This blog was written for and published by Future Females | February 2019
Yin Yang. Black White. Dark Light. Day Night. Male Female. Birth Death. Good Evil.
In Chinese mythology, Yin and Yang were born from chaos when the universe was first created and they are believed to exist in harmony at the centre of the Earth. During the creation, their achievement of balance in the cosmic egg allowed for the birth of Pangu (or P’an ku), the first human. In addition, the first gods Fuxi, Nuwa and Shennong were born from Yin and Yang.
Yin Yang is an excellent interpretation of life and how each action, characteristic, and aspect has an opposite that is its equal. One cannot exist without the other. This requires a positive and a negative to complete the whole. Therefore, equilibrium or balance.
Whether you believe in Yin Yang or not, the need for balance and the existence of these two forces being present in everything, is as undeniable as gravity. None of us are pure evil or pure good. But, depending on what you feed, the one can and will overpower the other. In old spy movies, the clichéd seen of the terrible villain stroking his darling cat with a gloved hand became all too familiar. The dude wants to take over the world by killing everyone else in it, but for him and his darling kitty. Very terrible men and women in history had the ability to love greatly and the most amazing, peaceful people have done terrible things.
I was introduced to a little Dutch book called “Koning van Katoren” (King of Katoren), written in 1971 by Jan Terlow when I was a child. In the story, a young man – Stach – solves various seemingly unsolvable problems across the land of Katoren, to eventually become king. One of these towns is called Equilibria, in which a sorcerer, named Pantaar, visits one home at random each night and to whoever opens the door, he demands a donation. But, there’s a trick. You cannot give a random few coins or a loaf of bread – you must give him something which has great meaning to you. A sacrifice. And don’t think of deceiving the old timer: he knows the minute you give him something worthless and then he gets the opportunity of choosing your most prized possession himself.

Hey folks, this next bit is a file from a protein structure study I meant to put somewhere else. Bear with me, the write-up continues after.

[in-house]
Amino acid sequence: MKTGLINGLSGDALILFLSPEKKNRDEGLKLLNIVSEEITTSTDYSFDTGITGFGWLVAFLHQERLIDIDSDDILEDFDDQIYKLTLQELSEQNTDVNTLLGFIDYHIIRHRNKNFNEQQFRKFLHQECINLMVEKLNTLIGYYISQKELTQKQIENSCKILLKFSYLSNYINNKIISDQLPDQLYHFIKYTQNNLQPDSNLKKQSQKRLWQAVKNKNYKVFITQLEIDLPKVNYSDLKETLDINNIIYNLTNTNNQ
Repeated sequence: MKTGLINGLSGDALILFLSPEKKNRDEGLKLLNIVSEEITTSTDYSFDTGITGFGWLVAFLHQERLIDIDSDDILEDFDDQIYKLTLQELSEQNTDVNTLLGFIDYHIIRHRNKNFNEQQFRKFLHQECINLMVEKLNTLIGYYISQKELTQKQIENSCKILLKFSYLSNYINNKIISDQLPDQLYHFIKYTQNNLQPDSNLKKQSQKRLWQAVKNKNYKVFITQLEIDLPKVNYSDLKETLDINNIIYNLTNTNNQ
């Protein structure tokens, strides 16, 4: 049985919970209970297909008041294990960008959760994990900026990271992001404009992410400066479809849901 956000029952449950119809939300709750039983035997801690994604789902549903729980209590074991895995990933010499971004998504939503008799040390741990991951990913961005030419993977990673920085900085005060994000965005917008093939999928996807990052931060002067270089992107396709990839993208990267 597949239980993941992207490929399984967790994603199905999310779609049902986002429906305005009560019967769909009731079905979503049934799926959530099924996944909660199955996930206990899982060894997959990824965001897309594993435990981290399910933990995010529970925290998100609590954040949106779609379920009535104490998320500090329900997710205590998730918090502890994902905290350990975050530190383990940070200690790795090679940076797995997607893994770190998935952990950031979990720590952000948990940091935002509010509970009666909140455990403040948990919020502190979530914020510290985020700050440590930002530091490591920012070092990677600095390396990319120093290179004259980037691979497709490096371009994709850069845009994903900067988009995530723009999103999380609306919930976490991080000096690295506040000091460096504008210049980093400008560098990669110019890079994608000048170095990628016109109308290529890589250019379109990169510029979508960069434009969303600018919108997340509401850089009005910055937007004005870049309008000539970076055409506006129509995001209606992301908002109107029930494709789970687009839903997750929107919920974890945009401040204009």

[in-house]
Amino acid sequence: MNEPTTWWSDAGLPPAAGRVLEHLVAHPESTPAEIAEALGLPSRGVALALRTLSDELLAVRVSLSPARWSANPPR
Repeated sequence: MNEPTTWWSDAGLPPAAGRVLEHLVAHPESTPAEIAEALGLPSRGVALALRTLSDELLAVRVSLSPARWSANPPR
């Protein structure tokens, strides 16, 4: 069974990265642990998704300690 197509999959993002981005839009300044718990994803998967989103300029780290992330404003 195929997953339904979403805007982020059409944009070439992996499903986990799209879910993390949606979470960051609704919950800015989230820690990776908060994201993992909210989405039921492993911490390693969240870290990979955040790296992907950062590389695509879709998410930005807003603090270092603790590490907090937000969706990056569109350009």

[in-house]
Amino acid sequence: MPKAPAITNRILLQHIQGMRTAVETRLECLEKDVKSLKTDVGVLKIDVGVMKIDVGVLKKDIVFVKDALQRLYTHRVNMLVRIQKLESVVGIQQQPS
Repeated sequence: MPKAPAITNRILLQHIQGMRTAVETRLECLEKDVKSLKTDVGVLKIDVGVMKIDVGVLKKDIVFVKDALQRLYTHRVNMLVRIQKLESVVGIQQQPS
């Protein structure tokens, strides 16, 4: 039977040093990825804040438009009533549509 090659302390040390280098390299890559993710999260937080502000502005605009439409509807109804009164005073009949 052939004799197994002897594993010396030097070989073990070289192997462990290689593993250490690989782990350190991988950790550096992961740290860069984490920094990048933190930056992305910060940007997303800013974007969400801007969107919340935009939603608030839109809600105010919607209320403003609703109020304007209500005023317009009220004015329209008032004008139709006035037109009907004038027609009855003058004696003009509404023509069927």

The town, being petrified of Pantaar, is eventually rescued by Stach, who is kidnapped by the old man as a sacrifice. Stach learns that the town has been cursed and that the old man is forced to stoke a magical fire each night. The fire demands sacrifices and without them, Equilibria will disappear into an abyss.
In each fairytale is a trick, as you well know, and it so happens that a willing sacrifice to the magical fire will forever restore equilibrium to the town. Stach, our hero, of course decides to sacrifice himself for the good of thousands. In a plot twist, the old sorcerer jumps into the fire, ending the curse on the town and his own miserable existence.
What was Jan trying to say all those years ago, kids? Profoundly, that equilibrium is maintained by quid pro quo – a favour or advantage in return for something else.
The real modern fairy tale is putting up a brave face, believing that you can do everything and be everything to everyone, great wealth brings ultimate happiness and perception is perfection. No Sir-ree Bob. You just bumped over your Yin Yang circle and it’s rolling down the hill, mixing the black and white sides into miserable grey.
But is balance attainable? Are we not just putting pressure on people to feel more depressed on not achieving yet another unattainable goal? The trick is not to try and keep all the balls in the air, it’s to decide which ones are truly important and letting the other ones go.
Introducing a softer approach into an aggressive situation, phrasing words differently, deciding to focus on things that nourish you, rather than destroy or starve you. Walking away from a toxic relationship or employer. Little steps towards great strides in equilibrium.